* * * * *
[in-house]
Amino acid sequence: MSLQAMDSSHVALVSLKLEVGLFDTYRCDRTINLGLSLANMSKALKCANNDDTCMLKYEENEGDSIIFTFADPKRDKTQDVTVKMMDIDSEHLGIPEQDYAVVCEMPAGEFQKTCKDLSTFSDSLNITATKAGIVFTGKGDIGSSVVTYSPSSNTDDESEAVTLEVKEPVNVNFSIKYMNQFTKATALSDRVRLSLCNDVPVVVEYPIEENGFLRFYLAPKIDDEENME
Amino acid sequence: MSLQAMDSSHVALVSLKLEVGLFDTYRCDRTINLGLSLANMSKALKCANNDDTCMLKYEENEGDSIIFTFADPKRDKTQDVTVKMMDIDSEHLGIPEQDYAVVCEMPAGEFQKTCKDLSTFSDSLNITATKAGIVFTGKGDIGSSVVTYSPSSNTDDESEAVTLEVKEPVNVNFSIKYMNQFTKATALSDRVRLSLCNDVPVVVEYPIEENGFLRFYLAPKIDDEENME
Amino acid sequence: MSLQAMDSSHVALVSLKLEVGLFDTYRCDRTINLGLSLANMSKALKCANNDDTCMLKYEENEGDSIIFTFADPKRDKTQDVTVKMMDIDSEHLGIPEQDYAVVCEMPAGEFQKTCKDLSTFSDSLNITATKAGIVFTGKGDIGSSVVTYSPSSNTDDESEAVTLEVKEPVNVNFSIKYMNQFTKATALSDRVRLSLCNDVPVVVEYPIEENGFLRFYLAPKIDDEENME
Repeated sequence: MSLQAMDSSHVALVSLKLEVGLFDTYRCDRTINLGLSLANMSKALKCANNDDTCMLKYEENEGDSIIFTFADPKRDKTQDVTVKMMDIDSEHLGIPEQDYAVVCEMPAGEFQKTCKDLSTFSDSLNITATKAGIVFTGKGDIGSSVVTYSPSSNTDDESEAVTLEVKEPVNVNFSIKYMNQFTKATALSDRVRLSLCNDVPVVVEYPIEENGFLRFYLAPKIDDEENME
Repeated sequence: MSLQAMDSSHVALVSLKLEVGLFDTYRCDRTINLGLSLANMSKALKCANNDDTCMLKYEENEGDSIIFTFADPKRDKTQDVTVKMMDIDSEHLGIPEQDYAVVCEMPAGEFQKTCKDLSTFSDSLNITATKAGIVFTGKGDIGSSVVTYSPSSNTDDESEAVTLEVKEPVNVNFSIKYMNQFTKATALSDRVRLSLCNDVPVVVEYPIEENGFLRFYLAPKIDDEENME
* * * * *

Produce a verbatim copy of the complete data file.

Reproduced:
[in-house]
Amino acid sequence: MSLQAMDSSHVALVSLKLEVGLFDTYRCDRTINLGLSLANMSKALKCANNDDTCMLKYEENEGDSIIFTFADPKRDKTQDVTVKMMDIDSEHLGIPEQDYAVVCEMPAGEFQKTCKDLSTFSDSLNITATKAGIVFTGKGDIGSSVVTYSPSSNTDDESEAVTLEVKEPVNVNFSIKYMNQFTKATALSDRVRLSLCNDVPVVVEYPIEENGFLRFYLAPKIDDEENME
Amino acid sequence: MSLQAMDSSHVALVSLKLEVGLFDTYRCDRTINLGLSLANMSKALKCANNDDTCMLKYEENEGDSIIFTFADPKRDKTQDVTVKMMDIDSEHLGIPEQDYAVVCEMPAGEFQKTCKDLSTFSDSLNITATKAGIVFTGKGDIGSSVVTYSPSSNTDDESEAVTLEVKEPVNVNFSIKYMNQFTKATALSDRVRLSLCNDVPVVVEYPIEENGFLRFYLAPKIDDEENME
Amino acid sequence: MSLQAMDSSHVALVSLKLEVGLFDTYRCDRTINLGLSLANMSKALKCANNDDTCMLKYEENEGDSIIFTFADPKRDKTQDVTVKMMDIDSEHLGIPEQDYAVVCEMPAGEFQKTCKDLSTFSDSLNITATKAGIVFTGKGDIGSSVVTYSPSSNTDDESEAVTLEVKEPVNVNFSIKYMNQFTKATALSDRVRLSLCNDVPVVVEYPIEENGFLRFYLAPKIDDEENME
Repeated sequence: MSLQAMDSSHVALVSLKLEVGLFDTYRCDRTINLGLSLANMSKALKCANNDDTCMLKYEENEGDSIIFTFADPKRDKTQDVTVKMMDIDSEHLGIPEQDYAVVCEMPAGEFQKTCKDLSTFSDSLNITATKAGIVFTGKGDIGSSVVTYSPSSNTDDESEAVTLEVKEPVNVNFSIKYMNQFTKATALSDRVRLSLCNDVPVVVEYPIEENGFLRFYLAPKIDDEENME
Repeated sequence: MSLQAMDSSHVALVSLKLEVGLFDTYRCDRTINLGLSLANMSKALKCANNDDTCMLKYEENEGDSIIFTFADPKRDKTQDVTVKMMDIDSEHLGIPEQDYAVVCEMPAGEFQKTCKDLSTFSDSLNITATKAGIVFTGKGDIGSSVVTYSPSSNTDDESEAVTLEVKEPVNVNFSIKYMNQFTKATALSDRVRLSLCNDVPVVVEYPIEENGFLRFYLAPKIDDEENME